And here we are, finally, on a new continent (well, new to me and Kassy; I assume the continent itself has been here a while). I am immensely tired. Despite my best intentions of following the intelligent travelers' example, I simply could not sleep during the flight. We were very tightly packed, for one thing--there were few, if any, empty seats. I was quite tightly wedged myself, being a tad wider and taller than strictly average. In point of fact, it was quite difficult to shift position at all, and completely impossible once the lovely lady in front of me reclined her seat most of the way to my knees. Thankfully, that was brief; even so, I stayed quite uncomfortably awake. Sleep is such a fleeting mistress anyway, flitting away at a whim. I spent the seven...eight...however many hours it was...chasing sleep; changing position; watching a movie without the sound (it didn't look interesting enough to bother finding my headphones); wondering whether I should read; watching people; chasing sleep again; figuring out what Chris might be doing; wondering whether my time conversions were correct...six hours? Or seven?
The only hitch we'd really had with the flight was a glitch when Kassie went to board, but that was quickly fixed; she'd simply neglected to give them the paper part of her boarding pass. We weren't sitting with the Kubiks, either, but that could scarcely be helped. The flight itself was quite nice, despite the foreboding appearance of our stewardesses (or, rather, flight attendants...I find it hard to break the habit of addressing them as "stewards and stewardesses"). We even got to use realio, trulio metal utensils. It was quite pleasant for them to extend the level of expectation that I wouldn't suddenly begin redesigning my seat cushions with my table knife. Ruth, of course, would be pleased to know that our evening meal included a crusty roll (excellent for tossing during lightly-armed combat, though I restrained myself) and a piece of cheese!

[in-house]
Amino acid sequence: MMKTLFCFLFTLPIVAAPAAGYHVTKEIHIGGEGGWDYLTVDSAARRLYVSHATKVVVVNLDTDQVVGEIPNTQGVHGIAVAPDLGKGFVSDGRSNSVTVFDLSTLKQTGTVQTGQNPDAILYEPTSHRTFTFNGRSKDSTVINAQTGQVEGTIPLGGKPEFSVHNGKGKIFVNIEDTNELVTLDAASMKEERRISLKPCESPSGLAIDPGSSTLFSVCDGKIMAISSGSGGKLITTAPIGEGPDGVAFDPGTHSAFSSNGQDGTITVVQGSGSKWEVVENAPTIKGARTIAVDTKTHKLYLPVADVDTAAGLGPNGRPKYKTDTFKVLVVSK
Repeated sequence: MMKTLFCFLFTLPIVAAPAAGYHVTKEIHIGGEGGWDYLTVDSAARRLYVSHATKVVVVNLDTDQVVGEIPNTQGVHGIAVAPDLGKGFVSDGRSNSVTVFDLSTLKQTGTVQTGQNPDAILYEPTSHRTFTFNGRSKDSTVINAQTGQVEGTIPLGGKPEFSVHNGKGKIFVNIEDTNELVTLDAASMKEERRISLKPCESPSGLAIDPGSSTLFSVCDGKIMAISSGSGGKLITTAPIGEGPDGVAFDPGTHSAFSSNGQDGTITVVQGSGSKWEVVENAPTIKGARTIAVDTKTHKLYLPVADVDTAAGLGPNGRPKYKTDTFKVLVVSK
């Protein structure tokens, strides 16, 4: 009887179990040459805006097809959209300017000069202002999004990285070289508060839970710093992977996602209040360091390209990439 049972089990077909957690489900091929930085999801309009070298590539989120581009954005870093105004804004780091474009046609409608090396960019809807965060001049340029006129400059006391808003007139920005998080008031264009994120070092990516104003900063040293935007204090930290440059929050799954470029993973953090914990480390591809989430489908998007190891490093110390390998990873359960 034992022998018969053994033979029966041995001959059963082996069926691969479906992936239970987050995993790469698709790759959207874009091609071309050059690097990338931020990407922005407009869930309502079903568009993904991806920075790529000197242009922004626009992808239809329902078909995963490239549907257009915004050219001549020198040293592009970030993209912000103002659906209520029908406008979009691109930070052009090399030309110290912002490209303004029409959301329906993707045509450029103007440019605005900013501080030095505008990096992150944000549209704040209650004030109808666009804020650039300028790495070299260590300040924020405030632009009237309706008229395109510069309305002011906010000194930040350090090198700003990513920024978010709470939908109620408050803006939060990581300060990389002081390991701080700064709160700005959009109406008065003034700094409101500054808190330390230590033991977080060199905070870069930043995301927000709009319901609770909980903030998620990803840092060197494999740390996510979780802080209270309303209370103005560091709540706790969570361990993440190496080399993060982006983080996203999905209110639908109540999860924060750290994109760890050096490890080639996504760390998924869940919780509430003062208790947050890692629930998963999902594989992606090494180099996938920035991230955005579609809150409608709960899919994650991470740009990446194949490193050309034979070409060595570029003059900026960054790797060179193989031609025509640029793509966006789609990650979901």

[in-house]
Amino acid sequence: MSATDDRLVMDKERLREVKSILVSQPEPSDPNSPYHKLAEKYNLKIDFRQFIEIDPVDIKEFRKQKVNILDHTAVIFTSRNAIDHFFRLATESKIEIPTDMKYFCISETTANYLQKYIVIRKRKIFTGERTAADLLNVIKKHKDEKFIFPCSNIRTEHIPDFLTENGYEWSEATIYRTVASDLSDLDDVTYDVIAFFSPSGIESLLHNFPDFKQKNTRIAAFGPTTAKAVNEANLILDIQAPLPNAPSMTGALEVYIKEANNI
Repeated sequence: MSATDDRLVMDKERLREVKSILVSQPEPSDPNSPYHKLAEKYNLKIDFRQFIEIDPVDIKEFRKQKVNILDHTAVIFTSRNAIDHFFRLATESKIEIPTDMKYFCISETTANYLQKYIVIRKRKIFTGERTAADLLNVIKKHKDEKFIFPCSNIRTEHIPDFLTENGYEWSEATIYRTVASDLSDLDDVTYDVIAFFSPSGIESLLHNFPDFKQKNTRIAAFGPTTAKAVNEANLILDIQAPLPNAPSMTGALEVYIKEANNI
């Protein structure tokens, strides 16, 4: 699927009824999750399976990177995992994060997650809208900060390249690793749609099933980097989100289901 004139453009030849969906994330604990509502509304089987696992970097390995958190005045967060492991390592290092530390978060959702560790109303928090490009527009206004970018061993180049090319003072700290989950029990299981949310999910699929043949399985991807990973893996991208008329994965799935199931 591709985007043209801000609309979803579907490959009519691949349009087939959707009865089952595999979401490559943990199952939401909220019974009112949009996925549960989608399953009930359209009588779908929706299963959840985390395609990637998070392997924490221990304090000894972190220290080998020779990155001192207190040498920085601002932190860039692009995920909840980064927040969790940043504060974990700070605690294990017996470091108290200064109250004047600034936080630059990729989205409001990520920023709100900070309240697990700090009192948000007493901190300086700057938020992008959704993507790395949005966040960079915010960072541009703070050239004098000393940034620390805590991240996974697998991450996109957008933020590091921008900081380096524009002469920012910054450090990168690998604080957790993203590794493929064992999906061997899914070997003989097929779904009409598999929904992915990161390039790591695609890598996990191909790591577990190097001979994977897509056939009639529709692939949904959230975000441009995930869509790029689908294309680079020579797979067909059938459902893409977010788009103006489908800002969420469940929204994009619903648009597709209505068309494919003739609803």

Towards morning, Kassie and I struck up a game of rummy with Kassie's seatmate, Georgina. She and her husband were headed to Germany for the World Cup. She did her very best to teach us a Mexican version of rummy, with 16-card hands and slightly complicated scoring. It would no doubt have been easier had she spoken more English or had we spoken any Spanish. Whose bright idea was it, anyway, that I take French in high school?? She was very nice, though, and it did pass the time. Just as we arrived at the airport, she and I swapped e-mail addresses.
Frankfurt airport was very confusing, a swirl of intent-looking people rushing by, wheeling suitcases in their wake. There were B gates on several levels; ours was, of course, not on the same level as our passes indicated. We had to go down to a separate area, where we had to go through security again (and yes, I set off the alarm again and had to be wanded). We waited at the gate for a bus to take us out to the plane...another novelty! Accordingly, we boarded, and the bus drove through narrow alleys and across the tarmac, only to come to rest behind a parked bus. Our driver, apparently, assumed that this bus was waiting for something, and so we waited. Five minutes. Ten minutes. Finally almost fifteen.